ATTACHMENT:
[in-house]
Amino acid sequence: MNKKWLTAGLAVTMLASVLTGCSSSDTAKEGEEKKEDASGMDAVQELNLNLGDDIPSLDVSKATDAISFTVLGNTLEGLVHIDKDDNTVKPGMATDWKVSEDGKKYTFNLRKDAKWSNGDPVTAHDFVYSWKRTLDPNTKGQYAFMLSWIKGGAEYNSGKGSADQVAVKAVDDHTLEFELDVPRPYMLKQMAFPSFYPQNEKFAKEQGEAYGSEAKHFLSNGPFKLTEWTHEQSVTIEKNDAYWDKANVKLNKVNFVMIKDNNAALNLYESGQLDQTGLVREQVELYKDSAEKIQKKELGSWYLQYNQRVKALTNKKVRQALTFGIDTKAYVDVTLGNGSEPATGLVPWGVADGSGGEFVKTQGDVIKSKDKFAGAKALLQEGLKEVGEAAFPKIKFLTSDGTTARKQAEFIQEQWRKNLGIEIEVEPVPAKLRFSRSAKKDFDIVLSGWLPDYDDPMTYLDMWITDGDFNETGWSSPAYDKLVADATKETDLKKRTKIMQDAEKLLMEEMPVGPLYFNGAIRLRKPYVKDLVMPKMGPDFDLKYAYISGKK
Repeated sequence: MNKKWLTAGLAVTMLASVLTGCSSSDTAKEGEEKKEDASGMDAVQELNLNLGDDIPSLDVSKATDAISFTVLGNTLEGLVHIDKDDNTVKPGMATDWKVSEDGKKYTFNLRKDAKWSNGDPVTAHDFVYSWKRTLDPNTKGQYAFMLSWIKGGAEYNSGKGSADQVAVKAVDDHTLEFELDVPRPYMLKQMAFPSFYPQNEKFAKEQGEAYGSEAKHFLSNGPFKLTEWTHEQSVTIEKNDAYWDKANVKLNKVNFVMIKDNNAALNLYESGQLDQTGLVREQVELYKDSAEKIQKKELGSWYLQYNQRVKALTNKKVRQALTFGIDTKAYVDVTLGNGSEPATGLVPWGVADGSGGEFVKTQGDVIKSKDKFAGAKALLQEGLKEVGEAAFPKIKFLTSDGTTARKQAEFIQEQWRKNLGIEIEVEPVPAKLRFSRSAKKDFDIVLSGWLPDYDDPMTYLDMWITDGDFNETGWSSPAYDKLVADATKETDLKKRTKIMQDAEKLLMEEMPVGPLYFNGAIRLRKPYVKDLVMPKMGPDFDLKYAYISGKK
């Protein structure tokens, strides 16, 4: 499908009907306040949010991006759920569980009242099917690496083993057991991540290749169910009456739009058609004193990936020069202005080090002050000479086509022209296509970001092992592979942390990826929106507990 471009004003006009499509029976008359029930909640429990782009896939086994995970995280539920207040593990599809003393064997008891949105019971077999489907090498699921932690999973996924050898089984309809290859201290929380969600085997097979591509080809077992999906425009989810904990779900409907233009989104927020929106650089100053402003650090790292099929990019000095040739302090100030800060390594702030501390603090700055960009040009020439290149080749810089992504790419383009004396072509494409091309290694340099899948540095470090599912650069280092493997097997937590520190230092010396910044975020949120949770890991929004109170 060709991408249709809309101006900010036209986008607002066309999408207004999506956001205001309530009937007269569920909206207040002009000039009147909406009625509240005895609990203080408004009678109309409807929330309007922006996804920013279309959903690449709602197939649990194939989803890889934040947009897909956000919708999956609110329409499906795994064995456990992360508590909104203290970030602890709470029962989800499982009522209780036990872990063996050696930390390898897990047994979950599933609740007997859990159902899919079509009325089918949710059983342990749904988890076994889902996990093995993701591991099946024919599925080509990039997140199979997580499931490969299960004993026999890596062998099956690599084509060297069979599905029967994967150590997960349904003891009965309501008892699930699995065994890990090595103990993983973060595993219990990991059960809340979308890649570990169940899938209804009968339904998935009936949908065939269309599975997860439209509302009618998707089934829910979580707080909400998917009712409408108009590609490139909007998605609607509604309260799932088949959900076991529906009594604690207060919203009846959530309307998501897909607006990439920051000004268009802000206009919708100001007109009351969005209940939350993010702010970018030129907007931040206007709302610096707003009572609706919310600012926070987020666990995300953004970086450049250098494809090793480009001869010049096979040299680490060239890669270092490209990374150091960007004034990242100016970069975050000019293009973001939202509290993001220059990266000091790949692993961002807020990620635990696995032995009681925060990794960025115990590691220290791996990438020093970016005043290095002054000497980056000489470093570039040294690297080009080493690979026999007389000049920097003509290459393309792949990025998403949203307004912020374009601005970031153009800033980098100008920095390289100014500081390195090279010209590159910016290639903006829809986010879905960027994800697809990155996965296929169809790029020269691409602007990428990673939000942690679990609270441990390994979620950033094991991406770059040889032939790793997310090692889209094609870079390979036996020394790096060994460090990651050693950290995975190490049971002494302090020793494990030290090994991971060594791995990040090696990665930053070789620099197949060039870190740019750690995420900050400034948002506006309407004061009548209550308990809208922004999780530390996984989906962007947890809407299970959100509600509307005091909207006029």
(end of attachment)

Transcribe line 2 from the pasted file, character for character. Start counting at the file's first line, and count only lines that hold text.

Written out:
Amino acid sequence: MNKKWLTAGLAVTMLASVLTGCSSSDTAKEGEEKKEDASGMDAVQELNLNLGDDIPSLDVSKATDAISFTVLGNTLEGLVHIDKDDNTVKPGMATDWKVSEDGKKYTFNLRKDAKWSNGDPVTAHDFVYSWKRTLDPNTKGQYAFMLSWIKGGAEYNSGKGSADQVAVKAVDDHTLEFELDVPRPYMLKQMAFPSFYPQNEKFAKEQGEAYGSEAKHFLSNGPFKLTEWTHEQSVTIEKNDAYWDKANVKLNKVNFVMIKDNNAALNLYESGQLDQTGLVREQVELYKDSAEKIQKKELGSWYLQYNQRVKALTNKKVRQALTFGIDTKAYVDVTLGNGSEPATGLVPWGVADGSGGEFVKTQGDVIKSKDKFAGAKALLQEGLKEVGEAAFPKIKFLTSDGTTARKQAEFIQEQWRKNLGIEIEVEPVPAKLRFSRSAKKDFDIVLSGWLPDYDDPMTYLDMWITDGDFNETGWSSPAYDKLVADATKETDLKKRTKIMQDAEKLLMEEMPVGPLYFNGAIRLRKPYVKDLVMPKMGPDFDLKYAYISGKK